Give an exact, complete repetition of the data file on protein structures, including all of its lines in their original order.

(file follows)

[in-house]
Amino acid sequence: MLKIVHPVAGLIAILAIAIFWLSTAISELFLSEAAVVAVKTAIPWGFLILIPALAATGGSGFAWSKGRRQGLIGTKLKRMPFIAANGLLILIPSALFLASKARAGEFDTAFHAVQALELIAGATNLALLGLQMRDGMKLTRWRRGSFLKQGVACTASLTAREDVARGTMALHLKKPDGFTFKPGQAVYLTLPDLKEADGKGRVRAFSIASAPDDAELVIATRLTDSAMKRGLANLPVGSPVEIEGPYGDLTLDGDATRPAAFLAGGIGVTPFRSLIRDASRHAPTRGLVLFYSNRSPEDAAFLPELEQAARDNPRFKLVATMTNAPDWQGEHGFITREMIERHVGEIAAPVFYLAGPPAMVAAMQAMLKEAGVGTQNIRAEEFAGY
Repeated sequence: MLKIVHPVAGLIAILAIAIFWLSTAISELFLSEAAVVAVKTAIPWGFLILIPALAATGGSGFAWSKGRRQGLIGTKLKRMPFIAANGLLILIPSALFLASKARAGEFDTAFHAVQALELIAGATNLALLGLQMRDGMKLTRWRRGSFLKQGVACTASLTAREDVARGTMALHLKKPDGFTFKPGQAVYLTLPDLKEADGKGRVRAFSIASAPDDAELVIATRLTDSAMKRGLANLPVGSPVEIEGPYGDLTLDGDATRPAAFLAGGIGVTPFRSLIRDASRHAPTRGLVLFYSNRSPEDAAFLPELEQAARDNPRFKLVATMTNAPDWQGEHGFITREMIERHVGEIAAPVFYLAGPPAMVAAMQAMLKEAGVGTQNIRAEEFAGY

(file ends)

[in-house]
Amino acid sequence: MLKIVHPVAGLIAILAIAIFWLSTAISELFLSEAAVVAVKTAIPWGFLILIPALAATGGSGFAWSKGRRQGLIGTKLKRMPFIAANGLLILIPSALFLASKARAGEFDTAFHAVQALELIAGATNLALLGLQMRDGMKLTRWRRGSFLKQGVACTASLTAREDVARGTMALHLKKPDGFTFKPGQAVYLTLPDLKEADGKGRVRAFSIASAPDDAELVIATRLTDSAMKRGLANLPVGSPVEIEGPYGDLTLDGDATRPAAFLAGGIGVTPFRSLIRDASRHAPTRGLVLFYSNRSPEDAAFLPELEQAARDNPRFKLVATMTNAPDWQGEHGFITREMIERHVGEIAAPVFYLAGPPAMVAAMQAMLKEAGVGTQNIRAEEFAGY
Repeated sequence: MLKIVHPVAGLIAILAIAIFWLSTAISELFLSEAAVVAVKTAIPWGFLILIPALAATGGSGFAWSKGRRQGLIGTKLKRMPFIAANGLLILIPSALFLASKARAGEFDTAFHAVQALELIAGATNLALLGLQMRDGMKLTRWRRGSFLKQGVACTASLTAREDVARGTMALHLKKPDGFTFKPGQAVYLTLPDLKEADGKGRVRAFSIASAPDDAELVIATRLTDSAMKRGLANLPVGSPVEIEGPYGDLTLDGDATRPAAFLAGGIGVTPFRSLIRDASRHAPTRGLVLFYSNRSPEDAAFLPELEQAARDNPRFKLVATMTNAPDWQGEHGFITREMIERHVGEIAAPVFYLAGPPAMVAAMQAMLKEAGVGTQNIRAEEFAGY